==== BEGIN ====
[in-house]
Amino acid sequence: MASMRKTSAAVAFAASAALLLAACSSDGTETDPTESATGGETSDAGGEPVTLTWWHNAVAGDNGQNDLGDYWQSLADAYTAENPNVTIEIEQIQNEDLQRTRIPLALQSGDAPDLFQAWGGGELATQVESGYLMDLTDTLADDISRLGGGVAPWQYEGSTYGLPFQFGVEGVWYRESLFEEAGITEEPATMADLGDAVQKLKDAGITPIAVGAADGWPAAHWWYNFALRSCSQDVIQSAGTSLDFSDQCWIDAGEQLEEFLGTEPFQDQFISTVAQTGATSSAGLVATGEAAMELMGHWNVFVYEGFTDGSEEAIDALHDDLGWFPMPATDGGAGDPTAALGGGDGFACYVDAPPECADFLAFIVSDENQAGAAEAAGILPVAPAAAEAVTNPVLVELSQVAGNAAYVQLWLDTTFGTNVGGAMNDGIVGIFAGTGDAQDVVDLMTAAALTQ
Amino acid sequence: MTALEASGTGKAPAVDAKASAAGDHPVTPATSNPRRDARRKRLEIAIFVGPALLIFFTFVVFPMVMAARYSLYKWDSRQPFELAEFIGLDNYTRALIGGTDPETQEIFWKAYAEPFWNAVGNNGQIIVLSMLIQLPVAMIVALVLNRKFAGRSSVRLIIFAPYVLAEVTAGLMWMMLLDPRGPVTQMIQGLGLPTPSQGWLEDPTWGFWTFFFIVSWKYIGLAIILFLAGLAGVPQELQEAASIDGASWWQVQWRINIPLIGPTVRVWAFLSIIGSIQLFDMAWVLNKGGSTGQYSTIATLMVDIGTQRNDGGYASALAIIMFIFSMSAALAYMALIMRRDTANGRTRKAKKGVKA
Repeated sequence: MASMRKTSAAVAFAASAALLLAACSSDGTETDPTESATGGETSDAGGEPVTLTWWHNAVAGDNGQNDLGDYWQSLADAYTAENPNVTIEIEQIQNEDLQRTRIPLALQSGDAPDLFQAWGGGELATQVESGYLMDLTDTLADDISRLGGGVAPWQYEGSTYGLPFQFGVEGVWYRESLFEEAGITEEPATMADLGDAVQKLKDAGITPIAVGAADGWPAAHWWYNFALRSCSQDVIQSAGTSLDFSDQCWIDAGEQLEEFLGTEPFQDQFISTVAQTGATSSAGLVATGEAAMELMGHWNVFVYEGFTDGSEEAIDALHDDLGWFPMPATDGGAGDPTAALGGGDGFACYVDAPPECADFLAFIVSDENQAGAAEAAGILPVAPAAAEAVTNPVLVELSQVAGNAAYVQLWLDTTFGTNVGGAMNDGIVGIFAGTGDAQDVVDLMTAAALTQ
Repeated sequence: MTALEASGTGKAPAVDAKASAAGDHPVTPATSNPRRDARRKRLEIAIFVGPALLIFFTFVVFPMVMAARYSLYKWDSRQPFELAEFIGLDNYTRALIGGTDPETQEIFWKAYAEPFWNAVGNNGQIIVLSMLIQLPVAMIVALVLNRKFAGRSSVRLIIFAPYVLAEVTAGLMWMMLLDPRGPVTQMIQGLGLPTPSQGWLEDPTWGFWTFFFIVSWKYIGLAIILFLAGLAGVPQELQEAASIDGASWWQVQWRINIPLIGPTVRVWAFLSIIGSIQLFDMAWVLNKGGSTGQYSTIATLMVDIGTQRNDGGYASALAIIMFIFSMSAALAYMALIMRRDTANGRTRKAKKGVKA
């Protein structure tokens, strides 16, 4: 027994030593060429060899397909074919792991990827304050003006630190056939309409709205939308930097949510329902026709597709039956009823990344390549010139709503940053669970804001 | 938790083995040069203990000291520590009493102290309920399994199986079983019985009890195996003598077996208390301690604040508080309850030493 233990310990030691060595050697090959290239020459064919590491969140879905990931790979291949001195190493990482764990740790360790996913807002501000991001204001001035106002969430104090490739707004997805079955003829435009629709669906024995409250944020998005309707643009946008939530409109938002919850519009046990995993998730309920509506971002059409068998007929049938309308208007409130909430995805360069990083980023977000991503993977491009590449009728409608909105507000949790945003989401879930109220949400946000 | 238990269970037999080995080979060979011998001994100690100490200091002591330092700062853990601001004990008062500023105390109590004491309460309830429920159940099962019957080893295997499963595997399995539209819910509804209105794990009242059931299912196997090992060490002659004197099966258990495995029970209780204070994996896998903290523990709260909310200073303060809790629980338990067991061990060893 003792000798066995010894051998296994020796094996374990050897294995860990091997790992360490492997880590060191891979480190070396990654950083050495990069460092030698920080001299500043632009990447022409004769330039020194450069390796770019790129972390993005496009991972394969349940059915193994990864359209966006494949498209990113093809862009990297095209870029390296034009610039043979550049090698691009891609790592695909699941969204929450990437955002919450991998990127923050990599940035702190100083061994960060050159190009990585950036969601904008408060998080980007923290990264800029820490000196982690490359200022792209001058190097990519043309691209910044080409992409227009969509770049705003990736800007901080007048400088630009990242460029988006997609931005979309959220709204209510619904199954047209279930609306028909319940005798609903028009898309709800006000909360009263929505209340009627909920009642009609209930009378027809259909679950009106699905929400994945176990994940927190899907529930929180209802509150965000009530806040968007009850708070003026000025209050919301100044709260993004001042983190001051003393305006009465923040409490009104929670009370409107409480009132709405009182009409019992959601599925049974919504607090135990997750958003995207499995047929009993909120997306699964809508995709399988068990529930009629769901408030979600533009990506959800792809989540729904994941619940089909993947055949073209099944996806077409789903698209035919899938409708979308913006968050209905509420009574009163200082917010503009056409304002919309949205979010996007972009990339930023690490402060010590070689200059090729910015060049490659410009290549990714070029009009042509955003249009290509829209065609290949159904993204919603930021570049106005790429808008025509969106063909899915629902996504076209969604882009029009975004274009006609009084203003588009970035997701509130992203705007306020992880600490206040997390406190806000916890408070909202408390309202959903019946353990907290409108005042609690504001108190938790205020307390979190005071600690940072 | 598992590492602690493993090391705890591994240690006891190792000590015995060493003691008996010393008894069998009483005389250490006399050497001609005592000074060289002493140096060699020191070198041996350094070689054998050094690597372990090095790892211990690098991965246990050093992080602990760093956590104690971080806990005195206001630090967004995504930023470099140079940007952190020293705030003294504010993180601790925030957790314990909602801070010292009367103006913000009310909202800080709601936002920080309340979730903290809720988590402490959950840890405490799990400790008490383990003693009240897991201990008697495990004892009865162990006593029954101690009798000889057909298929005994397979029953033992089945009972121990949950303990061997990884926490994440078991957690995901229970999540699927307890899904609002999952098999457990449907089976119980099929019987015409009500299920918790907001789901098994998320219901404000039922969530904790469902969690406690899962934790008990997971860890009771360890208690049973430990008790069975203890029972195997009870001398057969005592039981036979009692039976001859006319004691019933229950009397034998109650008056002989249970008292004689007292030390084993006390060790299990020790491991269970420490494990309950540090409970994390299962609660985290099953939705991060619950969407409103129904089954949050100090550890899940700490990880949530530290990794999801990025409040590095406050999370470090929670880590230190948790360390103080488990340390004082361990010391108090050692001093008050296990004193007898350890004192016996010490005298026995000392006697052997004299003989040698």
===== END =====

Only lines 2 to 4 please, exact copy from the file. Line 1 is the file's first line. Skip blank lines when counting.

Amino acid sequence: MASMRKTSAAVAFAASAALLLAACSSDGTETDPTESATGGETSDAGGEPVTLTWWHNAVAGDNGQNDLGDYWQSLADAYTAENPNVTIEIEQIQNEDLQRTRIPLALQSGDAPDLFQAWGGGELATQVESGYLMDLTDTLADDISRLGGGVAPWQYEGSTYGLPFQFGVEGVWYRESLFEEAGITEEPATMADLGDAVQKLKDAGITPIAVGAADGWPAAHWWYNFALRSCSQDVIQSAGTSLDFSDQCWIDAGEQLEEFLGTEPFQDQFISTVAQTGATSSAGLVATGEAAMELMGHWNVFVYEGFTDGSEEAIDALHDDLGWFPMPATDGGAGDPTAALGGGDGFACYVDAPPECADFLAFIVSDENQAGAAEAAGILPVAPAAAEAVTNPVLVELSQVAGNAAYVQLWLDTTFGTNVGGAMNDGIVGIFAGTGDAQDVVDLMTAAALTQ
Amino acid sequence: MTALEASGTGKAPAVDAKASAAGDHPVTPATSNPRRDARRKRLEIAIFVGPALLIFFTFVVFPMVMAARYSLYKWDSRQPFELAEFIGLDNYTRALIGGTDPETQEIFWKAYAEPFWNAVGNNGQIIVLSMLIQLPVAMIVALVLNRKFAGRSSVRLIIFAPYVLAEVTAGLMWMMLLDPRGPVTQMIQGLGLPTPSQGWLEDPTWGFWTFFFIVSWKYIGLAIILFLAGLAGVPQELQEAASIDGASWWQVQWRINIPLIGPTVRVWAFLSIIGSIQLFDMAWVLNKGGSTGQYSTIATLMVDIGTQRNDGGYASALAIIMFIFSMSAALAYMALIMRRDTANGRTRKAKKGVKA
Repeated sequence: MASMRKTSAAVAFAASAALLLAACSSDGTETDPTESATGGETSDAGGEPVTLTWWHNAVAGDNGQNDLGDYWQSLADAYTAENPNVTIEIEQIQNEDLQRTRIPLALQSGDAPDLFQAWGGGELATQVESGYLMDLTDTLADDISRLGGGVAPWQYEGSTYGLPFQFGVEGVWYRESLFEEAGITEEPATMADLGDAVQKLKDAGITPIAVGAADGWPAAHWWYNFALRSCSQDVIQSAGTSLDFSDQCWIDAGEQLEEFLGTEPFQDQFISTVAQTGATSSAGLVATGEAAMELMGHWNVFVYEGFTDGSEEAIDALHDDLGWFPMPATDGGAGDPTAALGGGDGFACYVDAPPECADFLAFIVSDENQAGAAEAAGILPVAPAAAEAVTNPVLVELSQVAGNAAYVQLWLDTTFGTNVGGAMNDGIVGIFAGTGDAQDVVDLMTAAALTQ